Little Joe (2019)
Written by Jessica Hausner & Géraldine Bajard
Directed by Jessica Hausner
Invasion of the Body Snatchers is one of the most recycled narrative tropes in cinema, and more often than not, those adaptations fall short. The original and the 1970s remake stand above the fray. Little Joe is a secret Body Snatchers picture, telling a very well thought-out variation on the official story. However, there’s so little to the script that its slow burn actually becomes a hindrance to the character development and tension that should be present in a picture like this. Technically and aesthetically, Little Joe has a lot going on that entices the audience, but ultimately it fails to deliver on the promise of these things.
Alice Woodard (Alice Beecham) is a botanist who has created a new plant that needs more care than average but exudes chemicals that give the owner a strong sense of euphoria and love. Her colleagues try to breed plants that can go for months without direct care withstand harsh weather to solve hunger issues. Alice sneaks one of her plants out as a gift to her son, Joe, and they name the breed “Little Joe.” Little Joe begins aggressively pollinating, Alice theorizes this is because she made the plant sterile. The result of their pollination is that humans around them start to disassociate and become secretive in groups. Alice slowly realizes that her own invention is becoming something more powerful than she originally intended.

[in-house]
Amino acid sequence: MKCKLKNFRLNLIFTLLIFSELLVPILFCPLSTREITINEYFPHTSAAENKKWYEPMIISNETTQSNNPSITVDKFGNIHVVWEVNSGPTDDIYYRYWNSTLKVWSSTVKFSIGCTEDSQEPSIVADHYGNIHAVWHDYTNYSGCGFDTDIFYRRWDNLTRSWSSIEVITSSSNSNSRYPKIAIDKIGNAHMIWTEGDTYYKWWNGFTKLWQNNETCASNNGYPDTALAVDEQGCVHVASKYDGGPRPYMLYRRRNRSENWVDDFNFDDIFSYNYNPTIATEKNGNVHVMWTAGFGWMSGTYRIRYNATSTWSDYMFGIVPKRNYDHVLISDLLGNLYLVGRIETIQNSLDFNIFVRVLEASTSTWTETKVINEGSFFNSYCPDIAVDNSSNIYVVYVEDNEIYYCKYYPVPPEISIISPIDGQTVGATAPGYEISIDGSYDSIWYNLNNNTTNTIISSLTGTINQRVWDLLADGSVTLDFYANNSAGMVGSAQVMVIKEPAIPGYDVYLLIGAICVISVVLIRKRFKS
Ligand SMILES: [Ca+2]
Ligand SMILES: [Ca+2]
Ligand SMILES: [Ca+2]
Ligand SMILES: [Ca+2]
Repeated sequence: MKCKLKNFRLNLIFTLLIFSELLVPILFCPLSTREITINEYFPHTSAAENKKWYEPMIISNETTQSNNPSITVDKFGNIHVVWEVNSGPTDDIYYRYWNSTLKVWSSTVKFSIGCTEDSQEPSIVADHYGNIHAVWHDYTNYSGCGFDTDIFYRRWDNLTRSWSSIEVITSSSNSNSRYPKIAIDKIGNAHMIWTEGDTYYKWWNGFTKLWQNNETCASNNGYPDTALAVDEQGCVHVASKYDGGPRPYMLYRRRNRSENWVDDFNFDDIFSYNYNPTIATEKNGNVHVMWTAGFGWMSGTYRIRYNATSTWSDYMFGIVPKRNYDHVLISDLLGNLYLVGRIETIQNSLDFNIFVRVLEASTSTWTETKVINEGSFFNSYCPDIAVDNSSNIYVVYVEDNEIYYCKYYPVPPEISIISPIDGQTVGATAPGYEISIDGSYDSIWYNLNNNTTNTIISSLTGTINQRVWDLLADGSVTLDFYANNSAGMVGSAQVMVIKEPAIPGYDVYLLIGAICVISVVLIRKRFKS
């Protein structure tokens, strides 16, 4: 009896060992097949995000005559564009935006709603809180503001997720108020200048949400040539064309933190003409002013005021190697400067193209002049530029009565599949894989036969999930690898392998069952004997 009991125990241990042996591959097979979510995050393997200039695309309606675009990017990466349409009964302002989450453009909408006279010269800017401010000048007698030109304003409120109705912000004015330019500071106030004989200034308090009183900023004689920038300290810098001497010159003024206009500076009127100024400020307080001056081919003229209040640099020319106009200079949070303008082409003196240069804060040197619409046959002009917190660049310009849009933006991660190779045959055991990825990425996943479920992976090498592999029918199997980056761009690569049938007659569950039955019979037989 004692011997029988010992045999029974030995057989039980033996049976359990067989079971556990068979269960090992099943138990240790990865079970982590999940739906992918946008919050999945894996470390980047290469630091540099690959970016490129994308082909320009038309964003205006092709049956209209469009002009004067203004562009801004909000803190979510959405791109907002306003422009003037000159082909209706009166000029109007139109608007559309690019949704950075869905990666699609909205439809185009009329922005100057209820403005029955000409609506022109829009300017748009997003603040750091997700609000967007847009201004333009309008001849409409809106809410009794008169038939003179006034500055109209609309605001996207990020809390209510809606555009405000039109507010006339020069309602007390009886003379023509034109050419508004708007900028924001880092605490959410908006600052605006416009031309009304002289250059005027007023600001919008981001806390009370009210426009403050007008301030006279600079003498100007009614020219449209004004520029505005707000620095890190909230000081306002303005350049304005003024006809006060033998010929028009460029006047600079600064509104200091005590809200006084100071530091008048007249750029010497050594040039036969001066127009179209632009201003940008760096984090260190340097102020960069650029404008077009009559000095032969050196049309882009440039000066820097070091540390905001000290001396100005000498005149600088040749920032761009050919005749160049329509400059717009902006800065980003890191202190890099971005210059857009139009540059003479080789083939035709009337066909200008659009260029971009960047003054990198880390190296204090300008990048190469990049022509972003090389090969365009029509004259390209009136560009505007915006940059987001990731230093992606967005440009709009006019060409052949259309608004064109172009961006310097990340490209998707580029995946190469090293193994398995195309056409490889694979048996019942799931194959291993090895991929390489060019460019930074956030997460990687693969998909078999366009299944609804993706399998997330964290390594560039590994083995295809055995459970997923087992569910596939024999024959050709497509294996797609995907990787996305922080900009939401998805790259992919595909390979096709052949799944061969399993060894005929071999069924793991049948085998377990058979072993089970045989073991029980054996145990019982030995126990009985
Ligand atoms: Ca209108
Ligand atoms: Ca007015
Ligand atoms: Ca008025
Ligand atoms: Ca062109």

Little Joe feels like an extended episode of Black Mirror with its themes revolving around the ways science blindly tries to numb human beings into a state of passive happiness. Alice never really has a complete grasp of what she has made until it’s too late. The people she confronts when things start to go badly are never violent or even that aggressive. The slow takeover is one of private conversations & whispers. When Alice finally understands what has happened, almost no one left to stand up.
The aesthetics of Little Joe displace it, leaving its exact era unknown to the audience. It could be the present, an alternate past, or a possible future. This disconnect adds to the atmosphere of eeriness that pervades the picture. Thematically the film is about the relationship between Alice and her son, Joe. He’s coming of age, and a significant plot point is his sudden desire to go live with his father. The mind-altering plant is a plot device to heighten the unease of a mother suddenly feeling emotionally distant from her own child. Alice is incredibly devoted to her career and loves her son but seems more focused on perfecting her vegetative creation, her other child.
The very name of the flower, Little Joe, slaps the viewer across the face that we’re meant to think about the plant in juxtaposition to the child. Her flower requires more attention than the average plant owner would give, but if you love it, there is a return of overwhelming, almost insane feelings of love. The themes get a bit muddled in the second act, and by the end, I wasn’t quite sure what the filmmakers were trying to say about anything really. I appreciated the moral ambiguity, the protagonist becoming more and more resigned to the paradigm shift of society around her. There’s such an overlay of passivity that’s intentional, but I personally couldn’t quite latch on to what the director was trying to say with it.